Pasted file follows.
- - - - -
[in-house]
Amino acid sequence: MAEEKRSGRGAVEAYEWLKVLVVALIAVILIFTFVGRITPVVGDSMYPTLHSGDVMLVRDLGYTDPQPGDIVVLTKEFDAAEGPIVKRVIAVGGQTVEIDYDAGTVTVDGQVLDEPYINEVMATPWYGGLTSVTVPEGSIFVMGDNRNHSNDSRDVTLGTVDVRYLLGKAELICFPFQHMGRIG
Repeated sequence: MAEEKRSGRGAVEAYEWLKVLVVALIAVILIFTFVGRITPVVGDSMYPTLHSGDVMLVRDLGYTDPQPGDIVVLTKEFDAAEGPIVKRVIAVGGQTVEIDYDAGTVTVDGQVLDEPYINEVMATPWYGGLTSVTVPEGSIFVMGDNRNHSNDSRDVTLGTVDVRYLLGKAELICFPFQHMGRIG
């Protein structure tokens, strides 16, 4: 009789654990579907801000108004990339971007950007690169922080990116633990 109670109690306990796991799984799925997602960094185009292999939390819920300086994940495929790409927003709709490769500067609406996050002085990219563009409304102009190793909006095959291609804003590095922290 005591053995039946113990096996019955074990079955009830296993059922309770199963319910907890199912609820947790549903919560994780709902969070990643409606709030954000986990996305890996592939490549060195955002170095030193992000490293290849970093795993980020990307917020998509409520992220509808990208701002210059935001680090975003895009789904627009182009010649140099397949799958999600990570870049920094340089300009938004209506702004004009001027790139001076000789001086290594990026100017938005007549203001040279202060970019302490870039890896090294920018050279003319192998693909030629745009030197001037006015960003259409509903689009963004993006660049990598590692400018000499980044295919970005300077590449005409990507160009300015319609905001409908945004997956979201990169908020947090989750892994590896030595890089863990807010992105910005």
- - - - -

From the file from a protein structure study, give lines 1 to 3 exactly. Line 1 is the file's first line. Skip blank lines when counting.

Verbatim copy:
[in-house]
Amino acid sequence: MAEEKRSGRGAVEAYEWLKVLVVALIAVILIFTFVGRITPVVGDSMYPTLHSGDVMLVRDLGYTDPQPGDIVVLTKEFDAAEGPIVKRVIAVGGQTVEIDYDAGTVTVDGQVLDEPYINEVMATPWYGGLTSVTVPEGSIFVMGDNRNHSNDSRDVTLGTVDVRYLLGKAELICFPFQHMGRIG
Repeated sequence: MAEEKRSGRGAVEAYEWLKVLVVALIAVILIFTFVGRITPVVGDSMYPTLHSGDVMLVRDLGYTDPQPGDIVVLTKEFDAAEGPIVKRVIAVGGQTVEIDYDAGTVTVDGQVLDEPYINEVMATPWYGGLTSVTVPEGSIFVMGDNRNHSNDSRDVTLGTVDVRYLLGKAELICFPFQHMGRIG